When Graziano Pellè received a contract offer last year from Chinese Super League club Shandong Luneng Taishan, he must have thought that he was dreaming.
Although the Italian international had played a good Euros with the Italian national team, and could look back at a solid Premier League season with Southampton, even he presumably would not have thought that he was in a league above Sergio Agüero, Yaya Touré, Wayne Rooney and Neymar.
But that is exactly where the reported £290 000 (R4.7 million) weekly pay packet took him.
In fact, it took him into the top 10 of the highest-paid players in world football and highlighted the huge amounts that Chinese clubs were willing to spend to bring international players to the Super League.
There are, of course, those who believe that clubs in China have more cents than sense and the kind of money being paid to Pellè give credence to such arguments.
The counter, of course, is why the Chinese clubs should be looked at any differently than the likes of Roman Abramovich (Chelsea), the Abu Dhabi United Group (Manchester City) or the Qatar Investment Authority (PSG), who have been nearly as willing to part with as much money as the Chinese clubs have.
Compared with the salary paid by Shenhua FC to Argentina’s Carlos Tevez, who, at £615 000 a week, is by far the highest-paid player in the world, Pellè’s salary seems rather small.
With five or six (depending on which source one takes) players campaigning in the Chinese Super League making the top 20 list of the world’s highest-paid players, the question is: How long can the league sustain these kinds of salaries?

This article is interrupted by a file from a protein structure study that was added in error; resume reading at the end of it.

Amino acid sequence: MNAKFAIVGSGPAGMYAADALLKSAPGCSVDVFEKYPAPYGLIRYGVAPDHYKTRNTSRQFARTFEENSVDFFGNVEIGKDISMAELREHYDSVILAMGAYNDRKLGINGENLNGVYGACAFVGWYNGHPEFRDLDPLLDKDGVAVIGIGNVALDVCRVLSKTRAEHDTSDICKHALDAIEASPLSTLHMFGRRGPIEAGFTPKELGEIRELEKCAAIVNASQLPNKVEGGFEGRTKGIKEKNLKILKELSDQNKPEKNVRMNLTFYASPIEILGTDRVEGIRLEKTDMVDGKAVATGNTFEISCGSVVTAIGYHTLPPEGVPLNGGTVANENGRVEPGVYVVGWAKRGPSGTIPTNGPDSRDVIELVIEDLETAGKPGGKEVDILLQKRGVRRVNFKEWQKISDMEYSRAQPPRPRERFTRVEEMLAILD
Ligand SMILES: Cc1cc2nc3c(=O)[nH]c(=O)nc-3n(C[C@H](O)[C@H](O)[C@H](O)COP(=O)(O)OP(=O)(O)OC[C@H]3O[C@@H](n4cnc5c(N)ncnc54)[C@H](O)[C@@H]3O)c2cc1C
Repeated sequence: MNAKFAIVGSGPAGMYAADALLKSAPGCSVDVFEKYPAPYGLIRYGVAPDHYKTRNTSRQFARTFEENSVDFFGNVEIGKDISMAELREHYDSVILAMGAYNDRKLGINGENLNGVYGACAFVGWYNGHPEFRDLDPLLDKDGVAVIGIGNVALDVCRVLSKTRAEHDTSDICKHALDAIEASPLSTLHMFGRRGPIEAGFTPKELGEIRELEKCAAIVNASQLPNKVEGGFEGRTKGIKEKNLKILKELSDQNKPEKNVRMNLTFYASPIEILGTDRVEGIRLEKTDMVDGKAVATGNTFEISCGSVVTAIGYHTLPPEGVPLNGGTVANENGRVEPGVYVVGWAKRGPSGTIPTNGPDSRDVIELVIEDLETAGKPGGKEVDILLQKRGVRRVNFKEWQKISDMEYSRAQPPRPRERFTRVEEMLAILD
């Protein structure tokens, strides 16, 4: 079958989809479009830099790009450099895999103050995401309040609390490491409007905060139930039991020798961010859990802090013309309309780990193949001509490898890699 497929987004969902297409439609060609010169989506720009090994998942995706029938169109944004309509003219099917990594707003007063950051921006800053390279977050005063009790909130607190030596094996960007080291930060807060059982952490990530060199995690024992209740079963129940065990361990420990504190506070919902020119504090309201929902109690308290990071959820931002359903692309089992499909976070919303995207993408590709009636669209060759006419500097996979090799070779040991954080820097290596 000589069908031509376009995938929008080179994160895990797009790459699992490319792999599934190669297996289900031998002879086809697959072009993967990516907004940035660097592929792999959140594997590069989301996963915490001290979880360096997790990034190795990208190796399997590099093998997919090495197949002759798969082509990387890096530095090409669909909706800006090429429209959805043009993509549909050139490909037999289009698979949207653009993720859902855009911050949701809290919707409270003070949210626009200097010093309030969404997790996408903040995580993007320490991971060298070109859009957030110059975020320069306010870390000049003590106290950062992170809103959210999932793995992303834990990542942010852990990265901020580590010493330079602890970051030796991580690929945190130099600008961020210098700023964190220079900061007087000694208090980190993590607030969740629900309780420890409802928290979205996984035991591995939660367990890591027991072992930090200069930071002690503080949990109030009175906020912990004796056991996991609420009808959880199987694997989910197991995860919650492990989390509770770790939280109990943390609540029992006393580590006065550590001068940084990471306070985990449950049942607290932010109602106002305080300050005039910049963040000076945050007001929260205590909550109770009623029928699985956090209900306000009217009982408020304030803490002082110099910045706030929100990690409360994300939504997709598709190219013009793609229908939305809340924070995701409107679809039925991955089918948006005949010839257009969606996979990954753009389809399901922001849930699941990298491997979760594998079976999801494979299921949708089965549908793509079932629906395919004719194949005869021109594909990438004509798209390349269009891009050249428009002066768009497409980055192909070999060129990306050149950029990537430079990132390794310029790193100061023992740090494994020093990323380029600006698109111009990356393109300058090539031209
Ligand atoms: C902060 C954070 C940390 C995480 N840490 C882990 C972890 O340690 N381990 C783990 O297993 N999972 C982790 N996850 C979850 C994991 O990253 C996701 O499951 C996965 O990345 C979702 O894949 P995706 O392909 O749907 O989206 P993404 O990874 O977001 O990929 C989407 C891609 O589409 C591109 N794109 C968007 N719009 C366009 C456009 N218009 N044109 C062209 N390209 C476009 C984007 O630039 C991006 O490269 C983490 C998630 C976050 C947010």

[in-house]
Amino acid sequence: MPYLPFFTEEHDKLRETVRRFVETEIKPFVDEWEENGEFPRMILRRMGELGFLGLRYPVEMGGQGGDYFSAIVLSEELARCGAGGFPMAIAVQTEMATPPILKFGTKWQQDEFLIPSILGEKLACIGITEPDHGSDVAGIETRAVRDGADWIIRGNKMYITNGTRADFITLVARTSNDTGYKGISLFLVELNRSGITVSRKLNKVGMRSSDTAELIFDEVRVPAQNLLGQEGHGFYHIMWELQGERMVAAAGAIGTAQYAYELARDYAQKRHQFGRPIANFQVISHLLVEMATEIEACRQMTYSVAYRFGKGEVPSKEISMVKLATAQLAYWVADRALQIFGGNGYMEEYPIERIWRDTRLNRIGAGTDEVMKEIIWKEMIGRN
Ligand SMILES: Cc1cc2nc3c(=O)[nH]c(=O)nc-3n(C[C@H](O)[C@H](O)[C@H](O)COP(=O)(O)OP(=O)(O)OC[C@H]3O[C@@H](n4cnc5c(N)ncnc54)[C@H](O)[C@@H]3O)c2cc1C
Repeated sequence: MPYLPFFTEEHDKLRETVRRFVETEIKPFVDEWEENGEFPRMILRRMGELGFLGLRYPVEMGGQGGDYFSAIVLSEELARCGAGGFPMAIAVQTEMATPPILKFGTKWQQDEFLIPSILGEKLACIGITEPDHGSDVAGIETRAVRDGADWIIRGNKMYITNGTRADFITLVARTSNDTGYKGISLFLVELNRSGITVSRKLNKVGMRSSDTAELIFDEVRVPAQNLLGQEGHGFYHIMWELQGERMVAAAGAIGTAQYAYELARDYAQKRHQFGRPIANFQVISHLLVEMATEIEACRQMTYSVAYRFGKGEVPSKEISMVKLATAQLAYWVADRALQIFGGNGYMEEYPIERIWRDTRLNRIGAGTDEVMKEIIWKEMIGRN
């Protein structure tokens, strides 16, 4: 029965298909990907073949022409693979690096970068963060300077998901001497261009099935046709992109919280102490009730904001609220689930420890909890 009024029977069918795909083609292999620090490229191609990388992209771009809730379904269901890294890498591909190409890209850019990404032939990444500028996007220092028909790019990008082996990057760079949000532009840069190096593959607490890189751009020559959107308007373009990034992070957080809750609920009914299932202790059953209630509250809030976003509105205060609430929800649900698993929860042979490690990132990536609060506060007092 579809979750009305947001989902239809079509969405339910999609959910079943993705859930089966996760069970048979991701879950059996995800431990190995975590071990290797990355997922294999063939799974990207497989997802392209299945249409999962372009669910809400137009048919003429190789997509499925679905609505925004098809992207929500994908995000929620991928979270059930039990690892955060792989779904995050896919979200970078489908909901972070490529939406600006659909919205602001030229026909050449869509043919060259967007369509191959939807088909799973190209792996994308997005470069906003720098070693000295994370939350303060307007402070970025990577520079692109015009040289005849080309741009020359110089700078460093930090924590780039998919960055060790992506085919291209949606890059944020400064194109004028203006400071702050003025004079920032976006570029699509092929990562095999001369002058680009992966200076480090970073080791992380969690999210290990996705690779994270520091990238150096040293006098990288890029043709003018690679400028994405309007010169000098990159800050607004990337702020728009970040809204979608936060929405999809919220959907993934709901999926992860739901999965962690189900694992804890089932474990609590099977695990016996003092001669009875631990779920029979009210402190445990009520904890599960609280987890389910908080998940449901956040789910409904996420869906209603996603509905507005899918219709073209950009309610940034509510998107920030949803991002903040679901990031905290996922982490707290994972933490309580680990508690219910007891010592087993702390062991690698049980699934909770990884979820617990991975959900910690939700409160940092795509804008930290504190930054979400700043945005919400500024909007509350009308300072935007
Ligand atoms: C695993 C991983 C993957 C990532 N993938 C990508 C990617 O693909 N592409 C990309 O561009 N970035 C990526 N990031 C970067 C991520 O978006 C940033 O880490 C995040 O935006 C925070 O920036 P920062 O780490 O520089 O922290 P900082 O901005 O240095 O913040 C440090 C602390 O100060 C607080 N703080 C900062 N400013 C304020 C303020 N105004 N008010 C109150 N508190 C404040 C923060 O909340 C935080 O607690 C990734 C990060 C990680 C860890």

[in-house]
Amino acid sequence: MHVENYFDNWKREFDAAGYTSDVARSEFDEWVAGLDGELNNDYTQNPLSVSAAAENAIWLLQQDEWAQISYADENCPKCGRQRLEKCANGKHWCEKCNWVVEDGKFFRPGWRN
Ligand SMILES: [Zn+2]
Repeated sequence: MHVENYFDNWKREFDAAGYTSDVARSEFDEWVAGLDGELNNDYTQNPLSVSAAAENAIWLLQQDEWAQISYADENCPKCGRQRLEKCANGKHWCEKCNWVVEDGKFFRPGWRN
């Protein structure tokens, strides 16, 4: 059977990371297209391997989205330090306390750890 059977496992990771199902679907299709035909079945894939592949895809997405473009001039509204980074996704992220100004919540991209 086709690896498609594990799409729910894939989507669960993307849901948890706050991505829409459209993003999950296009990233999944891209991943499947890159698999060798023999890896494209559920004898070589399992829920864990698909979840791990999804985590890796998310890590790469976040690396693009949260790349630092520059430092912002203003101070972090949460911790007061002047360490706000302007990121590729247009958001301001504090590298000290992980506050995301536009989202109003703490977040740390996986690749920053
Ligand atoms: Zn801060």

Although China’s political system is still a self-declared communist one, the same can certainly not be said about the economic system, which is akin to the laissez-faire policies of countries such as the US years ago.
Technology, however, has allowed business conglomerates to amass vast fortunes that not only enable them to compete with the likes of Abramovich and the Middle Eastern investors, it allows them to outprice them.
Take for instance Guangzhou Evergrande, who are looking for a seventh continuous league title. They are part-owned by the Alibaba Group, whose annual sales are more than Amazon and eBay combined.
With the average attendance at Super League matches rising by close to 9% to 24 171, it would appear that football fans have not only taken to the league, but have also taken to the players campaigning therein.
Some of the players have been criticised for being prepared to sacrifice their careers in pursuit of the huge amounts on offer in the league.
Many believed that Pellè, for instance, could have made use of his Euro performance to leave Southampton for a bigger club within some of the bigger leagues in Europe.
That, though, presupposes that turning down a move to another club in England, Spain, Germany or Italy for a contract in China is a step down – which in itself is a Eurocentric view to take.
Writing in the Guardian, Nick Miller defended Pellè’s decision: “How much does one man need? Of course, to those not earning six figures each week, it might look like greed, but, in this case, the figures are so astronomical as to be almost beyond our comprehension.
“In any case, a conservative estimate would suggest that, with this move, Pellè is at least quadrupling his wage and, when put like that, it hardly matters if he was previously earning £80 000 a week or £8 an hour– the chances are that most people, if offered a 225% pay rise, will take it.”